Yet show it the kind of road that’s more common in Britain, with lots of scars, abrasions and lumps missing, and the mask can occasionally slip, exposing the odd thump through the cabin.
This has always been the biggest objective weakness of the A8 – and remains so even now with the sheer amount of chassis technology, including adaptive air suspension and variable dampers as standard. Which is all very frustrating.
The A8 remains a car not to get your pulse racing from the driver’s seat, rather one to lower it. The handling is geared towards precision rather than involvement, a description that could also be extended to the steering. It’s a car to waft around in, in short.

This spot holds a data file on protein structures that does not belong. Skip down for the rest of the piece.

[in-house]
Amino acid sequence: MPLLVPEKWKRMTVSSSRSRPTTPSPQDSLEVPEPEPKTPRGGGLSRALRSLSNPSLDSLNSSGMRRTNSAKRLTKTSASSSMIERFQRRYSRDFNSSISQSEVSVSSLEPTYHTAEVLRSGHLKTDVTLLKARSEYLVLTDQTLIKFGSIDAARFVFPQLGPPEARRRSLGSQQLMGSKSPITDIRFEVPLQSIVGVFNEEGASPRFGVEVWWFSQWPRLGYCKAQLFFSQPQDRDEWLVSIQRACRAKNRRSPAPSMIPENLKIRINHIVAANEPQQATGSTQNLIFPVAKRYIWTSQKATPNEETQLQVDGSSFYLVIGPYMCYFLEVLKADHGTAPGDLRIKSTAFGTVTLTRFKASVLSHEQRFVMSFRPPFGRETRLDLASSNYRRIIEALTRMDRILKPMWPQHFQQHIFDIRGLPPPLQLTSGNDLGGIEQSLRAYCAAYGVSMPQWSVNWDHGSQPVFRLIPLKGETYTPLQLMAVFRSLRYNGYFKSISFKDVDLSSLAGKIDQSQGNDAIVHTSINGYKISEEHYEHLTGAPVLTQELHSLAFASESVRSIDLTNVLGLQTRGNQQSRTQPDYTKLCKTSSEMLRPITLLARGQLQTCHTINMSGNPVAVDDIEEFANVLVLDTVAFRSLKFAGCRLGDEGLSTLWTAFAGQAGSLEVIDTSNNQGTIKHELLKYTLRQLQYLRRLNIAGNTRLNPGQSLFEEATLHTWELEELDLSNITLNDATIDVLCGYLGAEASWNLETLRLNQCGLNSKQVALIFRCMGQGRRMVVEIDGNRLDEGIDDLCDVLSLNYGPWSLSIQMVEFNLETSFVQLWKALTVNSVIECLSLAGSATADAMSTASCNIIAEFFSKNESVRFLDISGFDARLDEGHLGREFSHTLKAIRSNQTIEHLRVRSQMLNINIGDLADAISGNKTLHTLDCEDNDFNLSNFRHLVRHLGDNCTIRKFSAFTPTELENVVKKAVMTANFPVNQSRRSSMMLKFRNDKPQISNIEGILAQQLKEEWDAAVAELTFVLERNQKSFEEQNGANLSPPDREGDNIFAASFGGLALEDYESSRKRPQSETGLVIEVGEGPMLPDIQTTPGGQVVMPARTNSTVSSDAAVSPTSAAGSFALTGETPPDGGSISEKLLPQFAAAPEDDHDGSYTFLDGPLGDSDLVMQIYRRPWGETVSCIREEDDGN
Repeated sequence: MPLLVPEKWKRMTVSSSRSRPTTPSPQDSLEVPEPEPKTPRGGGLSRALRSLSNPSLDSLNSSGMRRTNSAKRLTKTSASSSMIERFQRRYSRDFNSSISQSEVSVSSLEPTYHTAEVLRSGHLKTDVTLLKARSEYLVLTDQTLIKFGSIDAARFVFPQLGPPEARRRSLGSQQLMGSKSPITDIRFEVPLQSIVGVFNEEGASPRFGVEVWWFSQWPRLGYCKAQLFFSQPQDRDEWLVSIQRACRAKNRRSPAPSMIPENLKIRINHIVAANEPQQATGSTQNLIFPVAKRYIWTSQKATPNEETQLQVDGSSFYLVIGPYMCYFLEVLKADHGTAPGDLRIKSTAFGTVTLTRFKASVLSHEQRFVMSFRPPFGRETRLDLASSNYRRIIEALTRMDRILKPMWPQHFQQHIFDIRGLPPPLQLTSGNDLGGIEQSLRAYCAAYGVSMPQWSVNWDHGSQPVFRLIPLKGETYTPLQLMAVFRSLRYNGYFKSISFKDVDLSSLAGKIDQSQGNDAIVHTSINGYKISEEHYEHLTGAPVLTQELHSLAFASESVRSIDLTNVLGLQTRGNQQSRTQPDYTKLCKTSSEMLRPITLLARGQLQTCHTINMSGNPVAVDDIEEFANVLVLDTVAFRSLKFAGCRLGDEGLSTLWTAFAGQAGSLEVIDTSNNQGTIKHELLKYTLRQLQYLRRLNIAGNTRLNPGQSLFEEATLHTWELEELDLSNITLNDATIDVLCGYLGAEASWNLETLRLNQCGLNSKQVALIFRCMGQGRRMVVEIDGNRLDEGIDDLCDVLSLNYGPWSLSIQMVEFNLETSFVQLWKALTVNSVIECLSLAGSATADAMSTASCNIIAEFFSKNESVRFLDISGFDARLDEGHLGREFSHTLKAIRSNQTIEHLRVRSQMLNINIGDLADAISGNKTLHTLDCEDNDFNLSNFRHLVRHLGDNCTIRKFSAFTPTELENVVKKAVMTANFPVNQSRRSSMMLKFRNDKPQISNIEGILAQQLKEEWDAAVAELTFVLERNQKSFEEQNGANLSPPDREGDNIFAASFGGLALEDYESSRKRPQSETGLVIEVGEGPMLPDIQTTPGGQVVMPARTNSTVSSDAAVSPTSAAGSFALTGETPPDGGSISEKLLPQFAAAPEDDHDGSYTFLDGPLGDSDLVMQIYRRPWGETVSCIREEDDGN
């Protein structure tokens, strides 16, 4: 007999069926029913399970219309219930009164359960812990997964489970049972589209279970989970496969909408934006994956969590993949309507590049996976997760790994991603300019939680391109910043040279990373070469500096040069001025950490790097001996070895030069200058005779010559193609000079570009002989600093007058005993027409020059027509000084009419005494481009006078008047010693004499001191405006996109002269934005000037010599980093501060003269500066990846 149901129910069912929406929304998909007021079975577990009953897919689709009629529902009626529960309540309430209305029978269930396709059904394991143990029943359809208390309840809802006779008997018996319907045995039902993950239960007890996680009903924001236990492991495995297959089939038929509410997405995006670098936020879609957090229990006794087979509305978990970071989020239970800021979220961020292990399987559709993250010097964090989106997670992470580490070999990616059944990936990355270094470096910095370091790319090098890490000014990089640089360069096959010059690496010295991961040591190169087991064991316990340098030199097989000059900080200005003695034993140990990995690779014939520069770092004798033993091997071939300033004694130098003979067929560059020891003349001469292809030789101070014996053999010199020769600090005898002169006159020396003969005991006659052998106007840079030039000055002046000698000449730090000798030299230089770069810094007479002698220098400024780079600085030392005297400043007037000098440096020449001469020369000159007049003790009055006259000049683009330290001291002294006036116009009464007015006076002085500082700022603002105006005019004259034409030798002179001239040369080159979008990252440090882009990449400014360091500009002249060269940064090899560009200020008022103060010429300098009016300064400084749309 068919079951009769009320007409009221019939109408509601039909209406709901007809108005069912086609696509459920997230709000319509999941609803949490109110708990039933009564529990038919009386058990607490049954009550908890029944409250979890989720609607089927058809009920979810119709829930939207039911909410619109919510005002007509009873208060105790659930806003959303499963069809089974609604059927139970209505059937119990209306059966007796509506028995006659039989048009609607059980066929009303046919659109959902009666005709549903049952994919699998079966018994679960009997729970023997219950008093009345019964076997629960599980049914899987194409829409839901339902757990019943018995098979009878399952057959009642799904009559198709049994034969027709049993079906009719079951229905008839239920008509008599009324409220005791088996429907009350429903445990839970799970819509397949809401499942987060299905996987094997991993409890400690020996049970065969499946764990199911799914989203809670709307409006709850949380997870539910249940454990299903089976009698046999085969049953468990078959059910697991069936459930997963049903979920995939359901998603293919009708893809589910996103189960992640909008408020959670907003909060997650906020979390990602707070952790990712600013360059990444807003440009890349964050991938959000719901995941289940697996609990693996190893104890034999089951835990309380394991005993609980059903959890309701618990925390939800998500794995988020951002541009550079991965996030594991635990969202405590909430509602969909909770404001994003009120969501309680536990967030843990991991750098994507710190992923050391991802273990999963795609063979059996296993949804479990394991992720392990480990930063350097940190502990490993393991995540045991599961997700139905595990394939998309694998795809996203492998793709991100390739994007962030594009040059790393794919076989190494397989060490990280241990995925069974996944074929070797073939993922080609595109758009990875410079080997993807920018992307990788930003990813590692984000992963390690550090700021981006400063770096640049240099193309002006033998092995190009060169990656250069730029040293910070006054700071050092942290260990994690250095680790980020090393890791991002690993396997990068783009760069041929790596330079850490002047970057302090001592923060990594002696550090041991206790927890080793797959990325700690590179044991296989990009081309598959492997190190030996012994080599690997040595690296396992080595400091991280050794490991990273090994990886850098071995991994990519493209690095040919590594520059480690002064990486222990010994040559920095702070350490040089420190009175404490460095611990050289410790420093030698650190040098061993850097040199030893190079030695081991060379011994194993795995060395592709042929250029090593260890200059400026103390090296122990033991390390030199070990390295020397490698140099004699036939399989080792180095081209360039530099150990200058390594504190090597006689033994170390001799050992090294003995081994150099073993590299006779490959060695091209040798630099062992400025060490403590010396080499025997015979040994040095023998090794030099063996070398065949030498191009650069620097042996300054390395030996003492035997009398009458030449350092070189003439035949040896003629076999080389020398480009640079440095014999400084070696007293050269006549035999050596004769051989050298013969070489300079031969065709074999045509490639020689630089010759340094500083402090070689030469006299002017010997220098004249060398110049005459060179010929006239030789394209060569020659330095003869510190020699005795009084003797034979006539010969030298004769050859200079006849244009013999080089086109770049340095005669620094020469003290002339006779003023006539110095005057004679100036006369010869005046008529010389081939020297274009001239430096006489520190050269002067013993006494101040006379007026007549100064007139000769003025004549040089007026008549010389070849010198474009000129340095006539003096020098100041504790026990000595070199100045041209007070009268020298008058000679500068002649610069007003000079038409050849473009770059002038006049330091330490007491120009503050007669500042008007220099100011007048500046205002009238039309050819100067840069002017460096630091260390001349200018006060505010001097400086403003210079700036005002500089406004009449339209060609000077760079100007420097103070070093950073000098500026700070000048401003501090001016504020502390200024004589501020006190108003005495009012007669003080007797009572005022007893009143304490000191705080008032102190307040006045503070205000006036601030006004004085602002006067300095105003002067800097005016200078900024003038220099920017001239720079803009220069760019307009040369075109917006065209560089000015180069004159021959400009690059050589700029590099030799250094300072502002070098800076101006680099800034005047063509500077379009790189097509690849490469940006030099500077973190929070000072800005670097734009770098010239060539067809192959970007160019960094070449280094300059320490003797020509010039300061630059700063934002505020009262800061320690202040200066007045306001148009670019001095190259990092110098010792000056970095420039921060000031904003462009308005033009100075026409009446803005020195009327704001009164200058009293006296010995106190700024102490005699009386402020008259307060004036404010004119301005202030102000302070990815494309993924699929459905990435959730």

While wafting around, you and your passengers will have plenty of time to enjoy the impressive cabin.
The infotainment system’s graphics are as clear and crisp as any out there. And despite a huge number of options, shortcuts and, yes, even physical buttons to press, it’s an easy interior to operate – almost as easy as it is to settle into one of those comfy seats. Whether in the front or the back, they are a joy to sit in.
Two words of warning, though: the haptic feedback of the touchscreen still feels weird and even freshly sanitised hands will leave a smear on any part of the gloss black trim with which they come into contact.